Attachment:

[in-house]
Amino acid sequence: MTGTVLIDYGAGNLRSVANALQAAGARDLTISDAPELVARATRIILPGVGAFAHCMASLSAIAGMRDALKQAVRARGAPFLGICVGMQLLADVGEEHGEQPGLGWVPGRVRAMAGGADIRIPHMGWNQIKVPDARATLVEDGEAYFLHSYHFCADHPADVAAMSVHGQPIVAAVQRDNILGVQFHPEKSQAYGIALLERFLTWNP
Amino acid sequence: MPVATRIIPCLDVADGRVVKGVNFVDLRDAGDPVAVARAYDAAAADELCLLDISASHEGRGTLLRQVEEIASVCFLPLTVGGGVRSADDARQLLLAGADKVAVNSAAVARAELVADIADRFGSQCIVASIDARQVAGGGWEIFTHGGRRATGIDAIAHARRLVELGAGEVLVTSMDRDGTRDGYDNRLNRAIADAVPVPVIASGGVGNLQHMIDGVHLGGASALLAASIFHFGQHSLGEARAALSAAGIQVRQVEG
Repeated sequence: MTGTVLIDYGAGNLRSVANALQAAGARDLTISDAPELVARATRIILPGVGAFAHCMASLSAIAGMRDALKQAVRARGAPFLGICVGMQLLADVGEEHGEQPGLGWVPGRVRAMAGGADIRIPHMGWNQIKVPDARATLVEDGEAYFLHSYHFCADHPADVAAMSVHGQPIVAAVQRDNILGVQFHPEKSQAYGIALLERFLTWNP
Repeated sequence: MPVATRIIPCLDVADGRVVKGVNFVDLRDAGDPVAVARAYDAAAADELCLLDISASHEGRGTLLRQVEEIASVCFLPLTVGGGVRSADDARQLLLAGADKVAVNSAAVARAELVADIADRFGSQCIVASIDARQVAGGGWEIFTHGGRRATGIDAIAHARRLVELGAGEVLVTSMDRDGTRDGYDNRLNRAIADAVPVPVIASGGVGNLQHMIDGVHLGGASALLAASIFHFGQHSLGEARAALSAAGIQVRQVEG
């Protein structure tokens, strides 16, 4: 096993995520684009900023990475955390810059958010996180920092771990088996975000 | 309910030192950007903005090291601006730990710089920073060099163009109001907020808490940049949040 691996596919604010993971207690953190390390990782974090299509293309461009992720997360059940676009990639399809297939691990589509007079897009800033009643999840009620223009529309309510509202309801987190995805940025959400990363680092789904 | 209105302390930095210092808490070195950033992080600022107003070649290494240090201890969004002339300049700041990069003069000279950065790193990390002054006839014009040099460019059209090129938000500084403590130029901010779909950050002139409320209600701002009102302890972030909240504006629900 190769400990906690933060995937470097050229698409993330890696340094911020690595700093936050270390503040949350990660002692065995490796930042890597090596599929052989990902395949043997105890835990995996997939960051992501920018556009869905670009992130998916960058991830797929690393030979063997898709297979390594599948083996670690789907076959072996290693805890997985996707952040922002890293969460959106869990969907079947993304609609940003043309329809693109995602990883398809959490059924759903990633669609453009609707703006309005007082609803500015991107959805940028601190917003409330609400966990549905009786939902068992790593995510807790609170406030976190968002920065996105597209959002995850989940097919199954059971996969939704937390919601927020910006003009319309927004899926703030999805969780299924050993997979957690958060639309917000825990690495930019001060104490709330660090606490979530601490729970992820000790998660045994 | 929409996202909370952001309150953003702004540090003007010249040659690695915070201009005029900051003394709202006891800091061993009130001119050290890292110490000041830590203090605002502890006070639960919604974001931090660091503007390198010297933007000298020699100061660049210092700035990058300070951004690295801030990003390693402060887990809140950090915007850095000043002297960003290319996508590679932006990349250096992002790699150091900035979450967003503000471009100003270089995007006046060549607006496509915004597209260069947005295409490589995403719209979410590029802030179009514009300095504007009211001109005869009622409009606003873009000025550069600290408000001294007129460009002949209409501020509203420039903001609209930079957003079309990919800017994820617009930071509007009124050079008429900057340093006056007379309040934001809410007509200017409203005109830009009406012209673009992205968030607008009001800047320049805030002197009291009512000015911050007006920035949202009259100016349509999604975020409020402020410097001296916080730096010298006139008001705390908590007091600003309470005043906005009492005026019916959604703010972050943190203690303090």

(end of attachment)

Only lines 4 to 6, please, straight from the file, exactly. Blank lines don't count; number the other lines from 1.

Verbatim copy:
Repeated sequence: MTGTVLIDYGAGNLRSVANALQAAGARDLTISDAPELVARATRIILPGVGAFAHCMASLSAIAGMRDALKQAVRARGAPFLGICVGMQLLADVGEEHGEQPGLGWVPGRVRAMAGGADIRIPHMGWNQIKVPDARATLVEDGEAYFLHSYHFCADHPADVAAMSVHGQPIVAAVQRDNILGVQFHPEKSQAYGIALLERFLTWNP
Repeated sequence: MPVATRIIPCLDVADGRVVKGVNFVDLRDAGDPVAVARAYDAAAADELCLLDISASHEGRGTLLRQVEEIASVCFLPLTVGGGVRSADDARQLLLAGADKVAVNSAAVARAELVADIADRFGSQCIVASIDARQVAGGGWEIFTHGGRRATGIDAIAHARRLVELGAGEVLVTSMDRDGTRDGYDNRLNRAIADAVPVPVIASGGVGNLQHMIDGVHLGGASALLAASIFHFGQHSLGEARAALSAAGIQVRQVEG
């Protein structure tokens, strides 16, 4: 096993995520684009900023990475955390810059958010996180920092771990088996975000 | 309910030192950007903005090291601006730990710089920073060099163009109001907020808490940049949040 691996596919604010993971207690953190390390990782974090299509293309461009992720997360059940676009990639399809297939691990589509007079897009800033009643999840009620223009529309309510509202309801987190995805940025959400990363680092789904 | 209105302390930095210092808490070195950033992080600022107003070649290494240090201890969004002339300049700041990069003069000279950065790193990390002054006839014009040099460019059209090129938000500084403590130029901010779909950050002139409320209600701002009102302890972030909240504006629900 190769400990906690933060995937470097050229698409993330890696340094911020690595700093936050270390503040949350990660002692065995490796930042890597090596599929052989990902395949043997105890835990995996997939960051992501920018556009869905670009992130998916960058991830797929690393030979063997898709297979390594599948083996670690789907076959072996290693805890997985996707952040922002890293969460959106869990969907079947993304609609940003043309329809693109995602990883398809959490059924759903990633669609453009609707703006309005007082609803500015991107959805940028601190917003409330609400966990549905009786939902068992790593995510807790609170406030976190968002920065996105597209959002995850989940097919199954059971996969939704937390919601927020910006003009319309927004899926703030999805969780299924050993997979957690958060639309917000825990690495930019001060104490709330660090606490979530601490729970992820000790998660045994 | 929409996202909370952001309150953003702004540090003007010249040659690695915070201009005029900051003394709202006891800091061993009130001119050290890292110490000041830590203090605002502890006070639960919604974001931090660091503007390198010297933007000298020699100061660049210092700035990058300070951004690295801030990003390693402060887990809140950090915007850095000043002297960003290319996508590679932006990349250096992002790699150091900035979450967003503000471009100003270089995007006046060549607006496509915004597209260069947005295409490589995403719209979410590029802030179009514009300095504007009211001109005869009622409009606003873009000025550069600290408000001294007129460009002949209409501020509203420039903001609209930079957003079309990919800017994820617009930071509007009124050079008429900057340093006056007379309040934001809410007509200017409203005109830009009406012209673009992205968030607008009001800047320049805030002197009291009512000015911050007006920035949202009259100016349509999604975020409020402020410097001296916080730096010298006139008001705390908590007091600003309470005043906005009492005026019916959604703010972050943190203690303090």